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At least in Germany, nearly all teachers and textbooks use the notation $$P(x,y)$$ for the point $P$ with coordinates $x$ and $y$.

My own math professors at university always cried about this, as the notation should be $$P=(x,y)$$ and I've come to understand the truth of this. Alas, it's difficult to convince other teachers of this rationally.

Where can I find ressources to prove my point, that at least at university level, the second notation is used and the first notation is at least deemed formally incorrect?

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  • $\begingroup$ In general I don't think there is incorrect notation, as long as your meaning is clear. However, I agree that the first notation is awful because you can confuse it with a two variable function instead of a point. I believe university professors complain (rightly so) because they are used to a context where this ambiguity is dangerous. School almost never writes functions like $f(x,y) = \ldots$, thus escaping the ambiguity in the notation. $\endgroup$ – Mark Fantini Dec 10 '14 at 11:01
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    $\begingroup$ What is "the point $P$"? If you start by considering $R^2$ and elements of it are your points then $P=(x,y)$ is definitely correct, as the points are simply couples of rationals. One can however start with a notion of plane without coordinates. Then you introduce an origin and then coordiante axes and then you assign to the coordiantes the points. In this case the notation $P(x,y)$ seems meaningful. It is the point with coordinates $(x,y)$. You can think of the $P$ as a map assigning to each couple $(x,y)$ the point with the respective coordinates, and these two are distinct things. $\endgroup$ – quid Dec 10 '14 at 14:35
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    $\begingroup$ The above being said I find the treatment of such things at secondary and sometimes beginning tertiary level quite cumbersome. And, would wish more of a linear algebra POV would prevail. However also there it can happen that there is a distinction made between "element" and "coordinates of the element." This is somewhat in line with your sentiment. To cut a long stroy short, I'd ask you to be more clear what exactly is your context, or to ask a more open question, as depeding on the exact interpretation I think your position is not quite sound. $\endgroup$ – quid Dec 10 '14 at 14:40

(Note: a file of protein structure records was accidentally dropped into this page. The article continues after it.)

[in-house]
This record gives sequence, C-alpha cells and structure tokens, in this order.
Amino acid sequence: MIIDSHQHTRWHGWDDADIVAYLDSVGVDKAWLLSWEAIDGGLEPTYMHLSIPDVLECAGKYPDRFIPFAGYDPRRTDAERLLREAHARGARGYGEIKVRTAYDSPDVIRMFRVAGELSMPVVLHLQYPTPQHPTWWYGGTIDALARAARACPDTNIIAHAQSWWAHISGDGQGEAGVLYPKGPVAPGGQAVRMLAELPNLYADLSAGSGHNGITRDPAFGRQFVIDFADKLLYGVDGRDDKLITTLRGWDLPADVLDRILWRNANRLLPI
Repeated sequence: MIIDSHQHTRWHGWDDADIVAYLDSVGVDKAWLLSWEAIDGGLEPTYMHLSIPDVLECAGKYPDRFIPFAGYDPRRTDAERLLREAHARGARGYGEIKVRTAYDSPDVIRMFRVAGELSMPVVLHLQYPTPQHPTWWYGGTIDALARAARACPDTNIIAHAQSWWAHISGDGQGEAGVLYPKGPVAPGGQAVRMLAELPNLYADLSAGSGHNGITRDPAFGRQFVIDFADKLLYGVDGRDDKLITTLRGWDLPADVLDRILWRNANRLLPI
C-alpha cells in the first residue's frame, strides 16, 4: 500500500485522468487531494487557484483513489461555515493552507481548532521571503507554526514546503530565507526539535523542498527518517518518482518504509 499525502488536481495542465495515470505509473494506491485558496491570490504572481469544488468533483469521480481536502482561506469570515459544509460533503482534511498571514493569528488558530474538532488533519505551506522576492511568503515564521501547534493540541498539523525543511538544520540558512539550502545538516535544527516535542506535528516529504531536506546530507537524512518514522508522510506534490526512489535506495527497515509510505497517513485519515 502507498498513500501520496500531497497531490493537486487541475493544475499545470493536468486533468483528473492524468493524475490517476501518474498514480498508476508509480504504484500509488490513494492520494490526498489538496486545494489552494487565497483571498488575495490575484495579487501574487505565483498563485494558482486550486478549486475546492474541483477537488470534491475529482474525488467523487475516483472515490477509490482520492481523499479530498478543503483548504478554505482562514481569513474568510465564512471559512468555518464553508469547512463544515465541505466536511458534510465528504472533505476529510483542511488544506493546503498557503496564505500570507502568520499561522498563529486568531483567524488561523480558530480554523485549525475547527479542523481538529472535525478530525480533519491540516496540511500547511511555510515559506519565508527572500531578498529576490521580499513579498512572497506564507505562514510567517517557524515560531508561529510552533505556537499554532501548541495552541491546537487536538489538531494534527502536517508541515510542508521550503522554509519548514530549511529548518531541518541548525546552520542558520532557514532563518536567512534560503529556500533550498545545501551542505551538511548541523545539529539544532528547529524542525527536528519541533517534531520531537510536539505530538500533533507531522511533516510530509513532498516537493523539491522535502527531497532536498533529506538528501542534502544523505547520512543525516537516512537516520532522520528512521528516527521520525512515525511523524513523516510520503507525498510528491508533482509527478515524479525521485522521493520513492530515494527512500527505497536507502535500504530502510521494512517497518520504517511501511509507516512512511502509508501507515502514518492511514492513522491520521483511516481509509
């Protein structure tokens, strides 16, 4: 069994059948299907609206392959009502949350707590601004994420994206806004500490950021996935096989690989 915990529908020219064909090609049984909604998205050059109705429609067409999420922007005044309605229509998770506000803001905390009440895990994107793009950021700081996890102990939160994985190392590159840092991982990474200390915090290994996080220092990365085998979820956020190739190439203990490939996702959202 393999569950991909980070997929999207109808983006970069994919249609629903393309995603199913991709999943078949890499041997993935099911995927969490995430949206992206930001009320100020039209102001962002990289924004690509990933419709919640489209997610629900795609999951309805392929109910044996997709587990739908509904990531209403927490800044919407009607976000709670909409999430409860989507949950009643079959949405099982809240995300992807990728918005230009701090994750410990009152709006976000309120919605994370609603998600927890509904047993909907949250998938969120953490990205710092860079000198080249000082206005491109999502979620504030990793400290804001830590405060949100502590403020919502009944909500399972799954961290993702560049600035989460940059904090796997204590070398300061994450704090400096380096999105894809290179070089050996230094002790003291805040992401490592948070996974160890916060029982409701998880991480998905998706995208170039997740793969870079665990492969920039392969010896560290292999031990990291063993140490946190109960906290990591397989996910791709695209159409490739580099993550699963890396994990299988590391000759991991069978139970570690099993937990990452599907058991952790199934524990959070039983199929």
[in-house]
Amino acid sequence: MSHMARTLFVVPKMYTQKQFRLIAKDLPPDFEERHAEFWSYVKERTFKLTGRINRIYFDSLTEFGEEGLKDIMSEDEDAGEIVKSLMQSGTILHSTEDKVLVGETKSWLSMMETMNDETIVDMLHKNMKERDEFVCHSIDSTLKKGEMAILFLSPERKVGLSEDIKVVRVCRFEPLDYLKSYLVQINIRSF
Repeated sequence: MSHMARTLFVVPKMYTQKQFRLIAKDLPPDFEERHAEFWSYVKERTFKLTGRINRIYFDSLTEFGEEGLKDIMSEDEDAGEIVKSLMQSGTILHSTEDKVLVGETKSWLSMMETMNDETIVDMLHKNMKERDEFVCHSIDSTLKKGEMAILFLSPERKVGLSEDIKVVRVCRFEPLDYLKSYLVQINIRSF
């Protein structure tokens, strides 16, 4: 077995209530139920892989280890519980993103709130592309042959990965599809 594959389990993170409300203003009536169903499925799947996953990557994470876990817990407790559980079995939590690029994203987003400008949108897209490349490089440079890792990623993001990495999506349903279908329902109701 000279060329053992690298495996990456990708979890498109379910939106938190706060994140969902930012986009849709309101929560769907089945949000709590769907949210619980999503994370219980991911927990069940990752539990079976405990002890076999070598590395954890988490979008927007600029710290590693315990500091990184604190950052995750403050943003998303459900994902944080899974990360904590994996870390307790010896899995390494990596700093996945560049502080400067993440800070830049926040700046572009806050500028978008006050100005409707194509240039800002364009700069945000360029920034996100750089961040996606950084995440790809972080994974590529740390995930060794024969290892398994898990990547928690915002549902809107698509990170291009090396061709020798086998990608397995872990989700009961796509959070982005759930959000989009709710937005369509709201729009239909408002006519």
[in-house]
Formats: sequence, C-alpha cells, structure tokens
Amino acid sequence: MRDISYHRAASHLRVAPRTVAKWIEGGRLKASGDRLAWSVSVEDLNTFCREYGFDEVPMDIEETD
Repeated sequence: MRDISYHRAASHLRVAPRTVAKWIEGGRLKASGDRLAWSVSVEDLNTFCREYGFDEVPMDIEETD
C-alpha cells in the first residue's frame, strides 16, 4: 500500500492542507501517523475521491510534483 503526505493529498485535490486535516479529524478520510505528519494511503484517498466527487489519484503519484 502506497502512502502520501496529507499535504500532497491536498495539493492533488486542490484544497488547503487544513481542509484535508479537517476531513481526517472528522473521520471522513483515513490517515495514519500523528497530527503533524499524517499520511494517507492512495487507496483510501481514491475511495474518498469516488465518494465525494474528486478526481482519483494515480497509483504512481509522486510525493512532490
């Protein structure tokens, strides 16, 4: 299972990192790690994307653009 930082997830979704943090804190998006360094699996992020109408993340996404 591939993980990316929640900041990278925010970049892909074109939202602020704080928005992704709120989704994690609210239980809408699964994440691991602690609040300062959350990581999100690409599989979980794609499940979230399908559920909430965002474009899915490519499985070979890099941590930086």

• $\begingroup$ @quid $P$ is merely the standard name of a point not a name for a fixed mapping. It's used like $P(1,4)$ and $Q(2,3)$ vs. $P=(1,4)$ and $Q=(2,3)$. The last context of discussion was extreme points of functions, e.g. $f(x)=\cos(x)$ has the maximum points $P_{Max}(2k\pi,1),k\in\mathbb{Z}$ vs. $(2k\pi,1),k\in\mathbb{Z}$. $\endgroup$ – Toscho Dec 10 '14 at 19:02
  • $\begingroup$ Thanks. That's a bad notation I agree. $\endgroup$ – quid Dec 10 '14 at 19:04
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First, notation sometimes evolves, sometimes not. I don't think $P(x,y)$ is bad, but it is somewhat old, I believe, although still in use but not quite à la mode, somewhat like French these days. :) It's not as bad, say, as the notation $\sin^2 x$ or worse (for me), $\ln^2 x$, which I first learned meant $\ln \ln x$ but my students use for $(\ln x)^2$. But what I have to say should not be taken as promoting the old notation. As $P(x,y)$ is used less and less, fewer and fewer people will be familiar with it. That in itself is argument against it.

Let $E^2$ be a Euclidean plane. A coordinate system on $E^2$ is a bijection $E^2 \leftrightarrow {\bf R}^2$ (with certain properties). The point $P(x,y)$ is a notation represents a point $P \in E^2$ corresponding to the element $(x,y) \in {\bf R}^2$. The point $Q(-1,3)$ is similarly understood. When this convention is well-known, it is not particularly hard to understand.

There are a couple of competing impulses in current mathematics. One is that notation should clearly indicate a single object that depends only on the symbols out of which the notation is constructed. I can trace this back to Frege, but it seemed to take hold in the 20th century. The other is that notation should be efficient. The desire for efficiency quite often leads to a violation of the first principle. The notation $P(x,y)$ is certainly efficient, the parentheses being arguably extraneous; but since they are used to denote a coordinate pair, they might also be defended. The implicit coordinate mapping is rarely important. Usually when the notation $P(x,y)$ is used, it is in a simple geometric problem and there is only one coordinate mapping. The context can be made clear by words, which is often a better way, in my opinion, than with abstruse and superfluous notation.